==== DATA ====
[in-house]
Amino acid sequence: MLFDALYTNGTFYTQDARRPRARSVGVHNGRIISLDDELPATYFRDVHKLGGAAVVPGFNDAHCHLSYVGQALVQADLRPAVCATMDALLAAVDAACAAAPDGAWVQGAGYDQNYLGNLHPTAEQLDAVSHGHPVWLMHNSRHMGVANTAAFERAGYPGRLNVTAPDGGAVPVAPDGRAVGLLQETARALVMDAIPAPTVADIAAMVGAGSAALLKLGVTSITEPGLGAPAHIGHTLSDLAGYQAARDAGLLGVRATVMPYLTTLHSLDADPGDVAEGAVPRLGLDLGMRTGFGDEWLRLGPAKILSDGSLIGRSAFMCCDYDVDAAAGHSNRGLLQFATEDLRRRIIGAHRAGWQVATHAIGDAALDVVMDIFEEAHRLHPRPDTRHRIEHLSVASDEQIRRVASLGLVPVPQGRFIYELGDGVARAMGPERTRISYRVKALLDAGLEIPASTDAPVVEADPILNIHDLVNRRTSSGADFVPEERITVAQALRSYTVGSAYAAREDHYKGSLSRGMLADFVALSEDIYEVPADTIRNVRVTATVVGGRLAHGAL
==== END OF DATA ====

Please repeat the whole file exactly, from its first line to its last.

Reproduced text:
[in-house]
Amino acid sequence: MLFDALYTNGTFYTQDARRPRARSVGVHNGRIISLDDELPATYFRDVHKLGGAAVVPGFNDAHCHLSYVGQALVQADLRPAVCATMDALLAAVDAACAAAPDGAWVQGAGYDQNYLGNLHPTAEQLDAVSHGHPVWLMHNSRHMGVANTAAFERAGYPGRLNVTAPDGGAVPVAPDGRAVGLLQETARALVMDAIPAPTVADIAAMVGAGSAALLKLGVTSITEPGLGAPAHIGHTLSDLAGYQAARDAGLLGVRATVMPYLTTLHSLDADPGDVAEGAVPRLGLDLGMRTGFGDEWLRLGPAKILSDGSLIGRSAFMCCDYDVDAAAGHSNRGLLQFATEDLRRRIIGAHRAGWQVATHAIGDAALDVVMDIFEEAHRLHPRPDTRHRIEHLSVASDEQIRRVASLGLVPVPQGRFIYELGDGVARAMGPERTRISYRVKALLDAGLEIPASTDAPVVEADPILNIHDLVNRRTSSGADFVPEERITVAQALRSYTVGSAYAAREDHYKGSLSRGMLADFVALSEDIYEVPADTIRNVRVTATVVGGRLAHGAL